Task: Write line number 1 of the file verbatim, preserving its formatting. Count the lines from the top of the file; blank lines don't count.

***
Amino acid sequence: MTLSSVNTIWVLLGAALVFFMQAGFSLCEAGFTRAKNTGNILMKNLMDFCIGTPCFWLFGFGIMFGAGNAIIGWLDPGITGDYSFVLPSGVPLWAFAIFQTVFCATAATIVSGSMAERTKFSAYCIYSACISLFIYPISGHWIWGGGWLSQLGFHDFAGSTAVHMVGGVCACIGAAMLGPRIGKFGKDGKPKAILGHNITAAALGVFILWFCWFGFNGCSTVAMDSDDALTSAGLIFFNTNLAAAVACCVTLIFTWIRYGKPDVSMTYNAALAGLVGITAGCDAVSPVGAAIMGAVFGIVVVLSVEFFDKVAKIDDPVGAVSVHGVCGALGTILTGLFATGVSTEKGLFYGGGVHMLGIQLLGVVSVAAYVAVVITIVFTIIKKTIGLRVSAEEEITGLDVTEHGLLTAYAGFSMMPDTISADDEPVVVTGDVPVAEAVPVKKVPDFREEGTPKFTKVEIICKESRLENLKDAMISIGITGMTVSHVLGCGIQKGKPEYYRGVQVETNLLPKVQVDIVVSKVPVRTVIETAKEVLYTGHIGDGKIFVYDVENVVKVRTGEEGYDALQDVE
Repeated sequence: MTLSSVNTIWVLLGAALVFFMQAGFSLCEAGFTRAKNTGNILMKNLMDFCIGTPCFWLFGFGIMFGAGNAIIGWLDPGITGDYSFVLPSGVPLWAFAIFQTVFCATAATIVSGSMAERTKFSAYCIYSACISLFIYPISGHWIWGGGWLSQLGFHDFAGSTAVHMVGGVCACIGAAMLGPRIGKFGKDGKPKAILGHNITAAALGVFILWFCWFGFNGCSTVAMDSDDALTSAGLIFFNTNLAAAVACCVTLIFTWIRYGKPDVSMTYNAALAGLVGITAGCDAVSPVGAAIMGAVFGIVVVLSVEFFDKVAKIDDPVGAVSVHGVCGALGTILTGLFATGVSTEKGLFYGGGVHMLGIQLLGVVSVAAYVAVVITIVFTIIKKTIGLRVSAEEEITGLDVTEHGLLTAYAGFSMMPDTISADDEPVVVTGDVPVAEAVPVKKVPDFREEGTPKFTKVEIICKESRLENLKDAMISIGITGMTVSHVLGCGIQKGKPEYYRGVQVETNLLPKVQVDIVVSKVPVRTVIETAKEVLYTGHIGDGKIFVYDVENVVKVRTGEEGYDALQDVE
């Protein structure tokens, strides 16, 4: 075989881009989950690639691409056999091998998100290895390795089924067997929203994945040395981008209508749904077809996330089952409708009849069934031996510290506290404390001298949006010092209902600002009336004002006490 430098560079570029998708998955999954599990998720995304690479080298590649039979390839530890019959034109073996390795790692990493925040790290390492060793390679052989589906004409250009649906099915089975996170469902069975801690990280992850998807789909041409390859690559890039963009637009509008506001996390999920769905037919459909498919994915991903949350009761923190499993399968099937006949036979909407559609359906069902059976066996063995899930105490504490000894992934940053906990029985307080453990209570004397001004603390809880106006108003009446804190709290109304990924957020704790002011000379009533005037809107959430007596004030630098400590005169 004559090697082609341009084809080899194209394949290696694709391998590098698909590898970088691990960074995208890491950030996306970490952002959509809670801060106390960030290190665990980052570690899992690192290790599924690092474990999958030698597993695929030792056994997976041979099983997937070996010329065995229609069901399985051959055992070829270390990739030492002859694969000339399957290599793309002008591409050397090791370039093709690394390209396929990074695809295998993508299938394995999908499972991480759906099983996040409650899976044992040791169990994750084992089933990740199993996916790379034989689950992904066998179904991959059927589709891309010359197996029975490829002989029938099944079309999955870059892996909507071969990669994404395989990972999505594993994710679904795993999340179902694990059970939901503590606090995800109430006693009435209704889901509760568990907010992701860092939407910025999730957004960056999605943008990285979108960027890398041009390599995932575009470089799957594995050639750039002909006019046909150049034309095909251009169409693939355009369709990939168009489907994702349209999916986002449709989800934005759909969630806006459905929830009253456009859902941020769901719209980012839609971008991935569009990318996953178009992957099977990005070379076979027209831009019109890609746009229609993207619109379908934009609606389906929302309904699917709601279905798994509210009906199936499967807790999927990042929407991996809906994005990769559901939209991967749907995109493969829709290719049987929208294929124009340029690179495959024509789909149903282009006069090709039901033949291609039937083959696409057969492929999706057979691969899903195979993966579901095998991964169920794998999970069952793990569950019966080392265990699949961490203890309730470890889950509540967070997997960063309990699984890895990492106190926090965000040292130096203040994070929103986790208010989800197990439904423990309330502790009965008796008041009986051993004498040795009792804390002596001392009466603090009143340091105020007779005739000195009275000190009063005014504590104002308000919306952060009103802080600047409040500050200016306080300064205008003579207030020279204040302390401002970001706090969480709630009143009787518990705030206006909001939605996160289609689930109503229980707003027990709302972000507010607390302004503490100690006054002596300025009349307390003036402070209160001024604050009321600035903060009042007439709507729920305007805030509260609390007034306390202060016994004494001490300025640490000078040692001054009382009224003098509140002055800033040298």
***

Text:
Amino acid sequence: MTLSSVNTIWVLLGAALVFFMQAGFSLCEAGFTRAKNTGNILMKNLMDFCIGTPCFWLFGFGIMFGAGNAIIGWLDPGITGDYSFVLPSGVPLWAFAIFQTVFCATAATIVSGSMAERTKFSAYCIYSACISLFIYPISGHWIWGGGWLSQLGFHDFAGSTAVHMVGGVCACIGAAMLGPRIGKFGKDGKPKAILGHNITAAALGVFILWFCWFGFNGCSTVAMDSDDALTSAGLIFFNTNLAAAVACCVTLIFTWIRYGKPDVSMTYNAALAGLVGITAGCDAVSPVGAAIMGAVFGIVVVLSVEFFDKVAKIDDPVGAVSVHGVCGALGTILTGLFATGVSTEKGLFYGGGVHMLGIQLLGVVSVAAYVAVVITIVFTIIKKTIGLRVSAEEEITGLDVTEHGLLTAYAGFSMMPDTISADDEPVVVTGDVPVAEAVPVKKVPDFREEGTPKFTKVEIICKESRLENLKDAMISIGITGMTVSHVLGCGIQKGKPEYYRGVQVETNLLPKVQVDIVVSKVPVRTVIETAKEVLYTGHIGDGKIFVYDVENVVKVRTGEEGYDALQDVE